As news of Osama bin Laden’s death unfolds, SDSU political science professors Dipak Gupta and Ric Epps weighed in on the situation and its significance.
Though bin Laden’s death is portrayed as a victory, both professors agreed that there is still reason to be cautious.
“Terrorism is a risk that has to be managed,” Gupta said. “It's similar to an earthquake or wildfire — none of these can be completely eliminated; you just have to learn how to manage them.”
Epps added that bin Laden’s death does not mean the war in Afghanistan is over, "it’s crazy to think we can pull out of Afghanistan right now.”
According to both professors, retaliation is definitely a possibility. Gupta said that terrorists are constantly trying to attack, pointing out the "underwear bomber" and Times Square bomber as examples.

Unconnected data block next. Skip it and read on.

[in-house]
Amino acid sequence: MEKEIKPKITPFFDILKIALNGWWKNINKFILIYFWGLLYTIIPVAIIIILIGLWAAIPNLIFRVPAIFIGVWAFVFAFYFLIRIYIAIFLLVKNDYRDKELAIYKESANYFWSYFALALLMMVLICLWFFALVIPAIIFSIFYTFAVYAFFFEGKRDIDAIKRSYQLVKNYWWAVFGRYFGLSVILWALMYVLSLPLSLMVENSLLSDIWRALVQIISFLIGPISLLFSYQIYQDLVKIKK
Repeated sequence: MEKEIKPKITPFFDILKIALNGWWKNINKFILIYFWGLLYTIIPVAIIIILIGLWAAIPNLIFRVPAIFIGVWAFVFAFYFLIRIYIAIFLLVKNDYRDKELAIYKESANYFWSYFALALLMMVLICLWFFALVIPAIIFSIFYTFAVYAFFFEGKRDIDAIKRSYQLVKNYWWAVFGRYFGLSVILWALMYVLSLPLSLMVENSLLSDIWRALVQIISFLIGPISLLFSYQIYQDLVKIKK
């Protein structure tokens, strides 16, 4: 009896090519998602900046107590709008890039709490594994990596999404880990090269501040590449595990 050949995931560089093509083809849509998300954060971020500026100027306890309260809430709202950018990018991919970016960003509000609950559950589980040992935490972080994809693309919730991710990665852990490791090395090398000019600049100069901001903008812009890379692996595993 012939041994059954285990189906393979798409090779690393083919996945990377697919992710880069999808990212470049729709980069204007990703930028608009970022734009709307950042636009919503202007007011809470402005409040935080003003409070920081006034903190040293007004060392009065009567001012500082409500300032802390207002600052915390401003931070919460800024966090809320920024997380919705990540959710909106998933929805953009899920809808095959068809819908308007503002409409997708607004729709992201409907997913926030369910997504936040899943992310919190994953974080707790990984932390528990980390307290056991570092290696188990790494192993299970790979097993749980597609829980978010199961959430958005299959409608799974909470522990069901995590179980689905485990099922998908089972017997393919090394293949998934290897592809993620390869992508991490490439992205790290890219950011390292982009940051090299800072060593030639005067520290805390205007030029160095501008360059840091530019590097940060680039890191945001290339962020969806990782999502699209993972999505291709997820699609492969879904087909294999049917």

Epps agreed, adding that retaliation might not necessarily be immediate.
“In the Middle East, revenge doesn’t have to happen instantaneously," he said.
Bin Laden’s legacy
Looking ahead, bin Laden’s legacy and martyr status is a concern, as is anti-American and anti-European sentiment.
“Al-Qaida is franchised now, so we have to think about where the next base strike might come from,” Epps said.
Gupta added that although central command has been decimated, the idea and the movement is still a threat.
However, he believes the United States is heading in the right direction as far as its strategy.
“We’re using human intelligence a lot more effectively, which is a good thing. Only by human intelligence could we have captured bin Laden.”